Engine Temperature Sensor defective
EGR valve defective
Secondary air leak
Fuel evaporation control system defective or leaking.
Air Mass Meter defective
Oxygen sensor aging (slow response)
Clogged or damaged catalytic converter
Fuel tank ran empty
Combustion altered by a mechanical failure (Spark plugs, compression, intake/exhaust valves, ...etc.)
LTFT Adaption Value positive (+), LTFT >1.
Lack of fuel or too much air. ECU is attempting to increase the amount of fuel by increasing the injector
This could be caused by unmetered air leaking past the EVAP, EGR or into the air intake system after the Air
Mass Meter or a fuel pump delivery problem or clogged or damaged fuel injector.
LTFT Adaption Value negative (-), 0<LTFT<1
Too much fuel, Lack of air. ECU is attempting to decrease the amount of fuel by decreasing the injector open
This could be due to leaking injector or a stuck open pintle supplying too much fuel.
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STFT Adaption Value positive (+)
Consistent high positive value can mean low exhaust back pressure, blown TWCC
STFT Adaption Value negative (-)
Consistent high negative value can mean high exhaust back pressure, clogged TWCC.
OBD II Requirements
The OBD-II requirements for fuel system monitoring says that the fuel delivery system must be continuously
monitored for the ability to provide compliance with emission standards. The fuel trim monitoring system is
considered malfunctioning when it causes the emission levels to exceed 1.5 times the FTP standards. The
regulations specifically require a monitor of the long-term fuel trim limits. The operating conditions at the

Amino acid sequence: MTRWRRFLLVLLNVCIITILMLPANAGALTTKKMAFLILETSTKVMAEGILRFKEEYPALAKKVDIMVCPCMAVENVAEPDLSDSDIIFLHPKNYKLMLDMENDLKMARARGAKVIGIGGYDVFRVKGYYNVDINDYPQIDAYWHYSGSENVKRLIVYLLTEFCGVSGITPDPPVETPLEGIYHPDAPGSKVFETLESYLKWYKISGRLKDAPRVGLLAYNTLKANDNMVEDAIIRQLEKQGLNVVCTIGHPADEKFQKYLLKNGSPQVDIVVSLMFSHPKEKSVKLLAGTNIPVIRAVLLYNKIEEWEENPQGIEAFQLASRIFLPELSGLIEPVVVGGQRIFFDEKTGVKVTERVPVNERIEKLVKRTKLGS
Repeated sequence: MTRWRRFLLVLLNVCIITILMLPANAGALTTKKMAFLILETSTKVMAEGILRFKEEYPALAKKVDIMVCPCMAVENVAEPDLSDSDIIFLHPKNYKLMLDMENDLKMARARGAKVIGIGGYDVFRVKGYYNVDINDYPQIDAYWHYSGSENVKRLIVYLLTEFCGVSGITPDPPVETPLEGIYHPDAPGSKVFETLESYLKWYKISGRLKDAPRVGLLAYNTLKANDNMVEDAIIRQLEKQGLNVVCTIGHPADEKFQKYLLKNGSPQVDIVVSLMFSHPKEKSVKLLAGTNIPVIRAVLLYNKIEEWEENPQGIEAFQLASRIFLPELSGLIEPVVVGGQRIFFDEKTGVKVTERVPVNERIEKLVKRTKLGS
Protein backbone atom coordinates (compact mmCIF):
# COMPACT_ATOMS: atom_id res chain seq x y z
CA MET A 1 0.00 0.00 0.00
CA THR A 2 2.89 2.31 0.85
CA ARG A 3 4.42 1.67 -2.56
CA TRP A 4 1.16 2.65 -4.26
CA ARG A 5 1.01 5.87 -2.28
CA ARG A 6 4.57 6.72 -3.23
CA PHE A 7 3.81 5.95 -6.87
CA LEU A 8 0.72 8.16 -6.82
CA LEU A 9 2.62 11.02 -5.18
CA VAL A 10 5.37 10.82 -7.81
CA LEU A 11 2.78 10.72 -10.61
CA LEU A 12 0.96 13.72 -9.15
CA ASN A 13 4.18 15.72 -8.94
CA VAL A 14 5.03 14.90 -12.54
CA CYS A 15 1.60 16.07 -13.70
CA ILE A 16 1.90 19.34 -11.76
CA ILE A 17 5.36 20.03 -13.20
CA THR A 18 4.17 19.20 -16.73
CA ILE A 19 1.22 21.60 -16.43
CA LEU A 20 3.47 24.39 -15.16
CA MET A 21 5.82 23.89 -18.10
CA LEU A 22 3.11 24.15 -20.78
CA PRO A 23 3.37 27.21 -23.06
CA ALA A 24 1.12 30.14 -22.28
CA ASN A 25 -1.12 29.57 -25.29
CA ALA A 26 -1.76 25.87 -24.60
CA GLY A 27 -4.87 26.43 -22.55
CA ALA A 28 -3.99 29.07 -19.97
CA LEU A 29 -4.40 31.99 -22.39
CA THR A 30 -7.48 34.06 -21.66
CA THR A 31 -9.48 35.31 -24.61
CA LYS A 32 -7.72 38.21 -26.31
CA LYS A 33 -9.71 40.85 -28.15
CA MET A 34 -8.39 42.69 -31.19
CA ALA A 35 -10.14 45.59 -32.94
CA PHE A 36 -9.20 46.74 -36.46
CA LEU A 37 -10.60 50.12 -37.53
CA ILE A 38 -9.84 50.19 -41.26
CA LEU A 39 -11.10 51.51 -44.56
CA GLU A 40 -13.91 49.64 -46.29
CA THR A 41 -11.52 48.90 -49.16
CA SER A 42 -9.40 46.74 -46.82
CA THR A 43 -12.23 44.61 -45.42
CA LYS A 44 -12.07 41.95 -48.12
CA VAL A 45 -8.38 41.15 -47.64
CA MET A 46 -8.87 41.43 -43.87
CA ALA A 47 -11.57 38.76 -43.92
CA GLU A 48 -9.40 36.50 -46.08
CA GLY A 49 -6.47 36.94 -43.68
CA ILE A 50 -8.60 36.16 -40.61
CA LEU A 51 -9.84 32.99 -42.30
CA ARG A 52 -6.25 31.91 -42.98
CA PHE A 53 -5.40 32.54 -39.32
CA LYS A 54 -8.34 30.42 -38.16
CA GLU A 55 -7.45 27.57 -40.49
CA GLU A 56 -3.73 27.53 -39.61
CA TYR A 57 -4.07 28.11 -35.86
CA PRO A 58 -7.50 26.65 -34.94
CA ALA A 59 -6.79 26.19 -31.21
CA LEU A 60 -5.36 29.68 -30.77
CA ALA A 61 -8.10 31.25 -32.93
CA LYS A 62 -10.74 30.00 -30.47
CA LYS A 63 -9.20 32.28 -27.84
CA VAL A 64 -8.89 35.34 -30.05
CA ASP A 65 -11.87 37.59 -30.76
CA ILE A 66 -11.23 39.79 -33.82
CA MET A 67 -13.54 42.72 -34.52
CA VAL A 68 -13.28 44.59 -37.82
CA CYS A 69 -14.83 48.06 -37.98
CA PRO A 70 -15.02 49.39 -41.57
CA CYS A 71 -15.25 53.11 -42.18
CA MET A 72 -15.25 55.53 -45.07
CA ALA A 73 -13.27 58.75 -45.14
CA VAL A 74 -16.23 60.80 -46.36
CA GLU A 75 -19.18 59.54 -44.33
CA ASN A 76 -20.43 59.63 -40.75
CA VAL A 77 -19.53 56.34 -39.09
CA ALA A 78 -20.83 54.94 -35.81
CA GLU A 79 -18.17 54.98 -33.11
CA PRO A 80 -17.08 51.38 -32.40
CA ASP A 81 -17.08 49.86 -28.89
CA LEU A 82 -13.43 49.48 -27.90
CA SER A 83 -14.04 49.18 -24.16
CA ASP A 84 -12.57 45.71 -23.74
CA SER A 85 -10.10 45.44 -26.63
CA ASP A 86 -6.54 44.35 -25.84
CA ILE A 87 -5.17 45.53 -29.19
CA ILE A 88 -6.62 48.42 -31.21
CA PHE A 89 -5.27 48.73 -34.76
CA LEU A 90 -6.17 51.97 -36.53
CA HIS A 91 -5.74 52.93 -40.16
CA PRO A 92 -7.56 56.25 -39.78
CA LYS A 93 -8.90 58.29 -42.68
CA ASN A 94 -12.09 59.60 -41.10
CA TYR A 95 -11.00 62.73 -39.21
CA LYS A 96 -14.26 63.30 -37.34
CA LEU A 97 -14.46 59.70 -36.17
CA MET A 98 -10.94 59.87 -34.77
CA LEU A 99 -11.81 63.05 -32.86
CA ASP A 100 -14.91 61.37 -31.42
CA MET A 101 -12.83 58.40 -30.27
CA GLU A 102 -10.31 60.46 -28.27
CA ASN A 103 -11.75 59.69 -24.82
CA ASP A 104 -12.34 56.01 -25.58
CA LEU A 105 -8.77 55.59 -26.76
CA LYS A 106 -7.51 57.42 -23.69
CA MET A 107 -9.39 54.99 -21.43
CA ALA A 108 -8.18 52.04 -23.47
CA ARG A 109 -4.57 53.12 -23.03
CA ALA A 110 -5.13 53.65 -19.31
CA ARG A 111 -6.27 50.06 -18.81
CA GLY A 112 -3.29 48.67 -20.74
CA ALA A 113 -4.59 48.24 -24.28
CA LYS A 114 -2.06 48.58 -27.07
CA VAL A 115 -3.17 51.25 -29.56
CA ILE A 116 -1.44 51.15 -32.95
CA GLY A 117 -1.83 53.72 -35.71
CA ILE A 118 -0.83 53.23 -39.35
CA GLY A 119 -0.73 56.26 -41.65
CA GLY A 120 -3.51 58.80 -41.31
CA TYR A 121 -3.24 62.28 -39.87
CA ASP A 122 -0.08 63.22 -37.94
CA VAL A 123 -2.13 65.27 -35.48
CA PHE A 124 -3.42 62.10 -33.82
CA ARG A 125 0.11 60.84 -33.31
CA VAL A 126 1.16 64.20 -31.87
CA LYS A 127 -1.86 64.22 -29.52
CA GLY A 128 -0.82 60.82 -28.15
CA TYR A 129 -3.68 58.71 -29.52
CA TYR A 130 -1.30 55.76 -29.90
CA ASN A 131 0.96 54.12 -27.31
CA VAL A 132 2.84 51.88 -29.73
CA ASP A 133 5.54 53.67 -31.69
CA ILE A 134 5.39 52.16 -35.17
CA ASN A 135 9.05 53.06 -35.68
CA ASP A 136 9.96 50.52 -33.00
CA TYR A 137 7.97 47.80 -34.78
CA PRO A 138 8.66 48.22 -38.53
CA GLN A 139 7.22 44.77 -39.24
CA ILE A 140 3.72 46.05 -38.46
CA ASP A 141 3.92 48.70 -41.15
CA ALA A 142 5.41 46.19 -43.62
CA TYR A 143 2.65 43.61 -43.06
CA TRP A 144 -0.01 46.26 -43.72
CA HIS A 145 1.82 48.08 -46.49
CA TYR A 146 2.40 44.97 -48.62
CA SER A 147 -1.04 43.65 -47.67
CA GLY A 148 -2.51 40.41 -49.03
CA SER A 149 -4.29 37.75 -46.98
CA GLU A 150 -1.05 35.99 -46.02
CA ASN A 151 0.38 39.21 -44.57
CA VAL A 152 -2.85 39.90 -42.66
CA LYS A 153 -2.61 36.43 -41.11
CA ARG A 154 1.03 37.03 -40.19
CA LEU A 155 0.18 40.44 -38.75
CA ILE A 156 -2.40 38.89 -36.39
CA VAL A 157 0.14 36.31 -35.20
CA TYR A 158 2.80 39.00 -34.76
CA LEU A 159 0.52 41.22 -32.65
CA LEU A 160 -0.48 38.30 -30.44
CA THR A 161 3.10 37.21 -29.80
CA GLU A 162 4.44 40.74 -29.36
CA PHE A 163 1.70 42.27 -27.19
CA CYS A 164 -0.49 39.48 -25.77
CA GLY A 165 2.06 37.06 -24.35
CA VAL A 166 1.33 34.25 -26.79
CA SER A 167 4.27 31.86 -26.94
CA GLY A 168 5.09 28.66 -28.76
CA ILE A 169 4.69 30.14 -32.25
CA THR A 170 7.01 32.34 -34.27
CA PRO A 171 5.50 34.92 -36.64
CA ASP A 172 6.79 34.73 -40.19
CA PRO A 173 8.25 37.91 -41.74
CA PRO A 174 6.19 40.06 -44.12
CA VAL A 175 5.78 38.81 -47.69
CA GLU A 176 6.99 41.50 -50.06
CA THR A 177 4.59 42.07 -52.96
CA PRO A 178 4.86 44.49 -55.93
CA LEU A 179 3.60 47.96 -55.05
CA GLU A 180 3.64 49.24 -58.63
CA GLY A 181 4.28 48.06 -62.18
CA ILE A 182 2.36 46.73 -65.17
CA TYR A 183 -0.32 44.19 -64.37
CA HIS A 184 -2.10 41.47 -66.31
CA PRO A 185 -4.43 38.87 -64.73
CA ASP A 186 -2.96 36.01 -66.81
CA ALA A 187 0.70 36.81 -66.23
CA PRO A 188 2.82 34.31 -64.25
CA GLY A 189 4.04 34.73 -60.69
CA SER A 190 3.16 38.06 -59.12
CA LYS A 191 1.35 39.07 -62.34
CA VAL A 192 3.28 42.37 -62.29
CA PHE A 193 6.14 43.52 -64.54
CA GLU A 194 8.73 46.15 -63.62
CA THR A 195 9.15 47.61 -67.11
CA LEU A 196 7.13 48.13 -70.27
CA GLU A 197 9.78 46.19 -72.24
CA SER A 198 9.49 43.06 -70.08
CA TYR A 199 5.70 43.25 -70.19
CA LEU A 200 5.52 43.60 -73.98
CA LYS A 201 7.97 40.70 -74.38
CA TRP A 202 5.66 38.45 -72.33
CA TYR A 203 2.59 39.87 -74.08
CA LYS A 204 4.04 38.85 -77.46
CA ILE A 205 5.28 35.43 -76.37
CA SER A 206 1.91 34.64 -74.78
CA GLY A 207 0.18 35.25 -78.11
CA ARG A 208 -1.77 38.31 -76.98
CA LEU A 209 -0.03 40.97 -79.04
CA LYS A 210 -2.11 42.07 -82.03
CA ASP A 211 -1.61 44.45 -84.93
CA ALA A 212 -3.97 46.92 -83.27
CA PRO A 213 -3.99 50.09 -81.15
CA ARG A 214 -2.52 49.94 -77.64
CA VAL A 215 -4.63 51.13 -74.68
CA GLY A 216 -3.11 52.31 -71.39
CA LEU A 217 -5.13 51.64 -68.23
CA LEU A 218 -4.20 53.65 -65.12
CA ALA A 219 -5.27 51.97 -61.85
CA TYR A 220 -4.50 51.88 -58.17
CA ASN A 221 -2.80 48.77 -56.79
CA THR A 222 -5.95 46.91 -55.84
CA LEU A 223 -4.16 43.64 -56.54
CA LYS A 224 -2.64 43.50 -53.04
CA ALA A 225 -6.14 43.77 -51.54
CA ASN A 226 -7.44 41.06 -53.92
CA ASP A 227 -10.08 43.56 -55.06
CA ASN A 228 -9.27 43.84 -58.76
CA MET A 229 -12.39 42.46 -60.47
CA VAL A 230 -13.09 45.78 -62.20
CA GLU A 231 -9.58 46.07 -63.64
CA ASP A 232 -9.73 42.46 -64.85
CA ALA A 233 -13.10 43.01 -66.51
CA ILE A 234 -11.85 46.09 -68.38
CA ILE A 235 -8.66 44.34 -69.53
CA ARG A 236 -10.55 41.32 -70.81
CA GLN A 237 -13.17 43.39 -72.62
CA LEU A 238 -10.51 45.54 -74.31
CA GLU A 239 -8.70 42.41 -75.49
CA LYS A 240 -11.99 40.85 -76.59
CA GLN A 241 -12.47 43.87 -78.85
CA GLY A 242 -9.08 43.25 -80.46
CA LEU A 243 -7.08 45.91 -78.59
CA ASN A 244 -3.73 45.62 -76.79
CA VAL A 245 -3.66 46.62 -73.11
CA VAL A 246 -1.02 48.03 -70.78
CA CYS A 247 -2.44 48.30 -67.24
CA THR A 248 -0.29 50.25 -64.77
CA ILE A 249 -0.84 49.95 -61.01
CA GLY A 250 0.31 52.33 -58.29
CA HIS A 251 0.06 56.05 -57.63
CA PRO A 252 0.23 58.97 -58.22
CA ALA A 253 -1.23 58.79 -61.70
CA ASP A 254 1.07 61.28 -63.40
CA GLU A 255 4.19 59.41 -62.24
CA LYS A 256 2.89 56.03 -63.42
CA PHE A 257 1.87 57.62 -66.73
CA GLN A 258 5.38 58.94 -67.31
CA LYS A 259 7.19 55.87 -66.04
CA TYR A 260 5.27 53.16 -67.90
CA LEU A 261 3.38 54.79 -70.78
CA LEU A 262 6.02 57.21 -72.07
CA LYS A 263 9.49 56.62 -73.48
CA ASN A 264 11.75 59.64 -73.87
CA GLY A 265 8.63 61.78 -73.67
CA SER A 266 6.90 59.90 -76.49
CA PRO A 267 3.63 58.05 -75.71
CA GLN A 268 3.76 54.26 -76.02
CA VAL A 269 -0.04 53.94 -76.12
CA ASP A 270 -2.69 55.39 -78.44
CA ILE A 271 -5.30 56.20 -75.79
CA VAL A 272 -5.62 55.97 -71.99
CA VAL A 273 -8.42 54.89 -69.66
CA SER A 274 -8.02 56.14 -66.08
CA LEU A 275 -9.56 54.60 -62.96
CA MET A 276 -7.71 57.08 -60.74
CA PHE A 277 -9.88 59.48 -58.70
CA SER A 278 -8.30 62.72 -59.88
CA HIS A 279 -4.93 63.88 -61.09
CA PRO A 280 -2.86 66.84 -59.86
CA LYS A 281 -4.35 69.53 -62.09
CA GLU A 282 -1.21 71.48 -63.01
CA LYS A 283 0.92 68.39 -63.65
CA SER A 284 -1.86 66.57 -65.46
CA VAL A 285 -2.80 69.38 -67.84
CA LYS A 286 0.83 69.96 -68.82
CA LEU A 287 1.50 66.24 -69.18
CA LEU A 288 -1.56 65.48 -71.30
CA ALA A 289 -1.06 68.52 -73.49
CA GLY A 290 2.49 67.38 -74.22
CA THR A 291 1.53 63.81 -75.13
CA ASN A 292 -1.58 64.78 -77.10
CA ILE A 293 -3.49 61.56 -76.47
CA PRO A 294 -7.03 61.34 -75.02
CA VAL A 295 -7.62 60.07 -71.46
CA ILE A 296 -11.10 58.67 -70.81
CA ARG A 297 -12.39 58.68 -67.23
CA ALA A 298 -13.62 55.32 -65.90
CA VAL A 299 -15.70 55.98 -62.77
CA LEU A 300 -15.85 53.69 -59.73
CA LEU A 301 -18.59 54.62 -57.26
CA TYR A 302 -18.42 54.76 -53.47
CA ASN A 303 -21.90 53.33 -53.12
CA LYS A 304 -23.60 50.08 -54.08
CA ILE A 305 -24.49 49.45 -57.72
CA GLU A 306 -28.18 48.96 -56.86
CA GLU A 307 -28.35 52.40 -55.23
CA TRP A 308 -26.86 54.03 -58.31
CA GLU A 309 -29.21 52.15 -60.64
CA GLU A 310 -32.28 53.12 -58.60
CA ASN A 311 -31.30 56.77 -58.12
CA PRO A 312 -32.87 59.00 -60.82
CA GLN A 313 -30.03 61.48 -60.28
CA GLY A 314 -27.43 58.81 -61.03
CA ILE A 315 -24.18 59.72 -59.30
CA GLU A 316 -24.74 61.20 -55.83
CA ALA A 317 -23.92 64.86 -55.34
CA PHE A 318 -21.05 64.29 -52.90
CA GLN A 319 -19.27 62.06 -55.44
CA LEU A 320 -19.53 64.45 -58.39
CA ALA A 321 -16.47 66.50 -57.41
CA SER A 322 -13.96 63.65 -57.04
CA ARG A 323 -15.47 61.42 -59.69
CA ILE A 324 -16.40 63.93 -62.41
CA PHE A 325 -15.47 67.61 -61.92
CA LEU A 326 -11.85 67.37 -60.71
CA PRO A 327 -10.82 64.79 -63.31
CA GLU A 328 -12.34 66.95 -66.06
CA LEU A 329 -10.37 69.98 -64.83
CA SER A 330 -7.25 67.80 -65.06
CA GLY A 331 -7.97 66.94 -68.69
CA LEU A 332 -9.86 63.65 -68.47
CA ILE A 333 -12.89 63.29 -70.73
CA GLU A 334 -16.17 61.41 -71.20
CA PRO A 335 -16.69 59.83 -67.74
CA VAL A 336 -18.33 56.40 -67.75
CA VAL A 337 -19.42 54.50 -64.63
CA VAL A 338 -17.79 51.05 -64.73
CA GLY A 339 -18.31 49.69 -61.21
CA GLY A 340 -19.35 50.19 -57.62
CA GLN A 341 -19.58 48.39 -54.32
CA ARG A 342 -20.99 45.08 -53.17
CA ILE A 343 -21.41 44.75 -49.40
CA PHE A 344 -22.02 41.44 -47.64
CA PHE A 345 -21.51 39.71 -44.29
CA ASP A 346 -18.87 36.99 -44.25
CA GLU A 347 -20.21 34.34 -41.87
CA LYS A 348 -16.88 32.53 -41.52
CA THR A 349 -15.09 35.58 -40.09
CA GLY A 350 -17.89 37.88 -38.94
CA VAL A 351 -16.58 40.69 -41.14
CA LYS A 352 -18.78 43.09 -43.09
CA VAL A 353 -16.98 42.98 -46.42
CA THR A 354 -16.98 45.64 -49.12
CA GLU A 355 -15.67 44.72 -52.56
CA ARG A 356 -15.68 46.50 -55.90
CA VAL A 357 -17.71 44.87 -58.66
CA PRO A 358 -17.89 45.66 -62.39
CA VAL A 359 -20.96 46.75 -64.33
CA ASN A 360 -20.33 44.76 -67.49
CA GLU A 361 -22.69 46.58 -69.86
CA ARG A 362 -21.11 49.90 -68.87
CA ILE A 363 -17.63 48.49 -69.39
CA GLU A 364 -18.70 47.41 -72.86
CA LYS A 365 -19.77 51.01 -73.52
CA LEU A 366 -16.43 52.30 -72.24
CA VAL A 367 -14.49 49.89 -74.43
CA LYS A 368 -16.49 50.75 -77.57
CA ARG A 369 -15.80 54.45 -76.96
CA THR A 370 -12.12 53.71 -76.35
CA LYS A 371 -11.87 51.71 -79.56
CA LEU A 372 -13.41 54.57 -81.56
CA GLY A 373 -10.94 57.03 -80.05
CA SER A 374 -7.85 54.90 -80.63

instant of fault detection must be stored in Freeze Frame data for the automotive technician.
BMW monitors LTFT and STFT in all LEV systems.
Fuel Trim Diagnostic Monitoring
The fuel trim Diagnostic monitors the averages of Long Term and Short Term Fuel Trim. If these fuel trim
values reach and stay at their maximum limits for a period of time, a malfunction is indicated. The fuel trim
Diagnostic compares an average of Long Term Trim values and Short Term Trim values to rich and lean
limits which are the calibrated fail thresholds for the test. If either value is within the fail thresholds, a pass is
recorded. The closed loop system still has control authority. If both values are outside the fail thresholds,
then a failure condition exists. This will cause a DTC to be stored and the rich or lean condition to be
recorded. The fuel trim diagnostic also conducts an intrusive test to determine if a rich condition is being
caused by excessive vapor from the EVAP canister.
1. The exact method of utilizing the weighted STFT array is held proprietary by BMW, but a good example is
that used by GM. See http://members.iatn.net/tech/gm/obd2/obd2-6-3.html .